by Marc and Julie Anderson
KANSAS CITY, Kan. — Exactly what she needed.
That’s how .Hope (not her real name) described her retreat two years ago.
That’s because the retreat helped her to forgive herself for decisions she made long ago.
It was the late 1970s. Hope was away at college.
She was 19 when she learned she was pregnant.
Confiding in a peer, she walked into a Planned Parenthood clinic for an abortion less than two weeks later.
“Total panic and fear drove that [decision]. . . . I remember being so numb about it. I didn’t talk all the way home,” she said, even though home was an hour from the clinic.
Six months later, she found herself pregnant again by the same boyfriend. So, she had a second abortion.
For decades, Hope tried to push the abortions out of her mind. But there was one place the guilt always found her.
“It always bothered me when I went into church,” she said.
And for 40 years, at least once a year, she confessed the abortions.
“I’d never felt forgiven,” she said.
Active in her parish, Hope dedicated herself to pro-life ministry, always acting “in an anonymous way to convince people that abortion is wrong.”
In 2019, she met Debra Niesen, consultant for the archdiocese’s pro-life office.
Niesen was distributing tickets to “Unplanned,” which tells the story of Abby Johnson. She went from Planned Parenthood Employee of the Year to pro-life advocate.
Hope had not met Niesen previously, but Niesen’s kindness disarmed her, allowing her to share her pain.
“When our eyes met, I knew she was someone who would understand,” said Hope. “I was right. She was very empathetic and compassionate.”
Niesen returned to her office and immediately emailed Hope information about Project Rachel. But Hope put off acting on it for six months.
Founded in 1984 in Milwaukee by Vicki Thorn, Project Rachel has since spread to more than 150 dioceses across the country, including the Archdiocese of Kansas City in Kansas. Its mission is “to provide care for those suffering in the aftermath of abortion” by offering “pastoral counseling, support groups, retreats and referrals to licensed mental health professionals.”
In March 2020, Hope found herself as the only participant at a weekend retreat with two facilitators and a priest.
“The whole entire weekend I was there, they did nothing but comfort me and walk me through [the pain]. . . . I cried, I wept and I grieved,” Hope said, adding that a priest celebrated Mass for her babies, whom she named Hope and Grace.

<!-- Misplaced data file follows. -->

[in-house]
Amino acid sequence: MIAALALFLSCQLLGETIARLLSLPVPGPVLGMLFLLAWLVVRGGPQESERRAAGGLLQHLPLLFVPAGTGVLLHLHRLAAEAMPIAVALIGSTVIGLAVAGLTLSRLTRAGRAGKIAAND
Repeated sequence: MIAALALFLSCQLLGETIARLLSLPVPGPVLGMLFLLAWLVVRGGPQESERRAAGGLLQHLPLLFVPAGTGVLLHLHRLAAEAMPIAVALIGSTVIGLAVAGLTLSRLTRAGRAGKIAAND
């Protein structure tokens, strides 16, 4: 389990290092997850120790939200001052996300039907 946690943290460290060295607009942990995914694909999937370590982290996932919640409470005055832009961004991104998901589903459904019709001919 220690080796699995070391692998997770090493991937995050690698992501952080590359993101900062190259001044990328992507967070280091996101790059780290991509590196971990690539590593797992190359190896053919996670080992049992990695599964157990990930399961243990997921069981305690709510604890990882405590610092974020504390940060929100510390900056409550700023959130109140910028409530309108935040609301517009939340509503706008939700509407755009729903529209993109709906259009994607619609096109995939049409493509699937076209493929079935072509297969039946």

Later, Hope said the weekend was “exactly what I needed.”
“I knew I was healed after that, and I knew I was forgiven,” she said.
“I saw and felt the mercy of God that weekend,” she continued, “and I hope that other women [and men] can experience healing, mercy and forgiveness like I did.”
Unlike Hope, who called Project Rachel seeking healing, Dawn Wilson, a parishioner at Holy Name of Jesus in Kansas City, Kansas, called Project Rachel for another reason.
In 1982, Wilson was 19.
Living in Rhode Island away from her “perfect Catholic family” in Massachusetts, she and her boyfriend learned she was pregnant.
At the time, the couple didn’t seek counsel from any family members, not even those who were members of the clergy. Instead, the pair sought an abortion.
Wilson even walked to and from the abortion, a fact that has played over and over in her mind, especially since the boyfriend (now her ex-husband) snapped a photo of her as she walked away from him on her way to the abortion clinic.
Recently, she found that picture and realized it’s the only one she has of her and her first baby whom she later named Charles.
“It snowed that day,” she said, clutching the photo, her voice trembling and her eyes filling with tears.
The abortion, Wilson said, cost $200. The price, however, proved much higher.
Not only did Wilson lose Charles, but the abortion injured her physically, leading to several miscarriages. Later, while expecting her son Jason, now 35, she was classified as a high-risk patient and was on bed rest for the pregnancy’s duration.
In addition to the damage to her physical health, Wilson said she suffered psychologically and spiritually more than she ever imagined.
“It never goes away,” Wilson said of the pain.
When Wilson was 33, she finally mentioned her abortion in confession and attempted to return to Mass, but her attendance was often sporadic.
That is until this year.
In January, she finally started attending Mass regularly. Not only that, but she called Project Rachel, offering to serve as a volunteer in whatever way the ministry can use her.
Last month, Wilson researched abortion statistics and learned in 1982, the year of her abortion, there were 1.57 million abortions in the United States alone. So, she said there are millions of women suffering, aching and struggling with the pain of their abortions weighing heavily on their hearts and souls.
“Giving up my silence is the best thing I could ever give up for Lent,” she said. “I’m giving up my silence for the other women out there who are thinking about abortion and the ones who had an abortion.”
Dawn Wilson has broken her silence after 40 years in the hopes that telling her story will help other women heal. For more information on Project Rachel, go online to: projectrachelkc.com. For information on the “Value Them Both” campaign that seeks to restore the Kansas Constitution to the pre- 2019 Kansas Supreme Court ruling and protect common- sense restrictions on the abortion industry, go online to: valuethemboth.com.